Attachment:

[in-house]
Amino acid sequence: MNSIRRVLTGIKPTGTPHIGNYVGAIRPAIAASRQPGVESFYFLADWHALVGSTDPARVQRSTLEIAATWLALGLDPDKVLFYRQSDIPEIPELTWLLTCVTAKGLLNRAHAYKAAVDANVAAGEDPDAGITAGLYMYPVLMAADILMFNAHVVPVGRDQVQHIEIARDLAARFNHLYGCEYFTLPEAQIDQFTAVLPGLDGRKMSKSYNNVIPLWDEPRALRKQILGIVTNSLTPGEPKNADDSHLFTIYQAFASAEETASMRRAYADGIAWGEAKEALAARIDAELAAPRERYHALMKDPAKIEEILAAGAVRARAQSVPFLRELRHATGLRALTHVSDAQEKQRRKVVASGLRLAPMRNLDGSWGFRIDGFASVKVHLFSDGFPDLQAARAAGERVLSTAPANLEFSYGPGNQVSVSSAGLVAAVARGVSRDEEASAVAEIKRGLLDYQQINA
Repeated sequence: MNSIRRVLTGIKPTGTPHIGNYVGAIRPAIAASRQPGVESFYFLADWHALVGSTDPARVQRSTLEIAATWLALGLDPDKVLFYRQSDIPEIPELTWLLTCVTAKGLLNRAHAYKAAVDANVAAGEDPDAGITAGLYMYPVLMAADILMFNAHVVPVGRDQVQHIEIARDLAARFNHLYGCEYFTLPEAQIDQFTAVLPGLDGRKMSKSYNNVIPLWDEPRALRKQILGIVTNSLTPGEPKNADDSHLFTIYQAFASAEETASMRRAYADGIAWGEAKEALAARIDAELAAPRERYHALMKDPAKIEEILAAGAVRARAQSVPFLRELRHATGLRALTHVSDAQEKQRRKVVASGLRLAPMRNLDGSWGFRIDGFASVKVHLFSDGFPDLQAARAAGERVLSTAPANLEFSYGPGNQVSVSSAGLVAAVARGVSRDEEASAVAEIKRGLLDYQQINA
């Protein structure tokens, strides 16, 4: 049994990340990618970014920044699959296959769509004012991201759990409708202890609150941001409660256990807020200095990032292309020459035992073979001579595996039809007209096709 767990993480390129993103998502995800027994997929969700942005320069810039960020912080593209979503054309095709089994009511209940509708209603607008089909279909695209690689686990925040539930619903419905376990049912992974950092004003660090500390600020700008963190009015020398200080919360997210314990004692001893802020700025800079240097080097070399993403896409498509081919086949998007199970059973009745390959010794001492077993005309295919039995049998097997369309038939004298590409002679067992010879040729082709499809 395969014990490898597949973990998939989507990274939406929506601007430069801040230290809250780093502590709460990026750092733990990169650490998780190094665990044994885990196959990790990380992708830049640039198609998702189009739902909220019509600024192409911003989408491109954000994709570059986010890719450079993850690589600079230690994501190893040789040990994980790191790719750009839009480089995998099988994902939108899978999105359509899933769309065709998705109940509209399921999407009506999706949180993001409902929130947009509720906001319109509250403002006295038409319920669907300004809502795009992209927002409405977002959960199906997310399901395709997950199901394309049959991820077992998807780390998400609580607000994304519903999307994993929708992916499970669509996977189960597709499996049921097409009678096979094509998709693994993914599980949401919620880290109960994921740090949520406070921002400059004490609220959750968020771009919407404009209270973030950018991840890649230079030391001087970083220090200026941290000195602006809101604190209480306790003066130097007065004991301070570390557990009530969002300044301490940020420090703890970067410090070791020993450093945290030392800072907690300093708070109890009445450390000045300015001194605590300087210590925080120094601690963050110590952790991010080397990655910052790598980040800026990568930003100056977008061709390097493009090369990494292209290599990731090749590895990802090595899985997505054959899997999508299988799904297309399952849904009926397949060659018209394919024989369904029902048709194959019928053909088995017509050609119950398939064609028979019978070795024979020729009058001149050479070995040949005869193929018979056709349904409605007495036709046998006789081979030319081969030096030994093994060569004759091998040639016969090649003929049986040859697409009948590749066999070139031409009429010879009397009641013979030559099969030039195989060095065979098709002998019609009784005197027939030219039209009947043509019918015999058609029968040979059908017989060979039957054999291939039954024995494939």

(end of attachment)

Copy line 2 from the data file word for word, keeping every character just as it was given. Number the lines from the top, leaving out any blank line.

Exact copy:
Amino acid sequence: MNSIRRVLTGIKPTGTPHIGNYVGAIRPAIAASRQPGVESFYFLADWHALVGSTDPARVQRSTLEIAATWLALGLDPDKVLFYRQSDIPEIPELTWLLTCVTAKGLLNRAHAYKAAVDANVAAGEDPDAGITAGLYMYPVLMAADILMFNAHVVPVGRDQVQHIEIARDLAARFNHLYGCEYFTLPEAQIDQFTAVLPGLDGRKMSKSYNNVIPLWDEPRALRKQILGIVTNSLTPGEPKNADDSHLFTIYQAFASAEETASMRRAYADGIAWGEAKEALAARIDAELAAPRERYHALMKDPAKIEEILAAGAVRARAQSVPFLRELRHATGLRALTHVSDAQEKQRRKVVASGLRLAPMRNLDGSWGFRIDGFASVKVHLFSDGFPDLQAARAAGERVLSTAPANLEFSYGPGNQVSVSSAGLVAAVARGVSRDEEASAVAEIKRGLLDYQQINA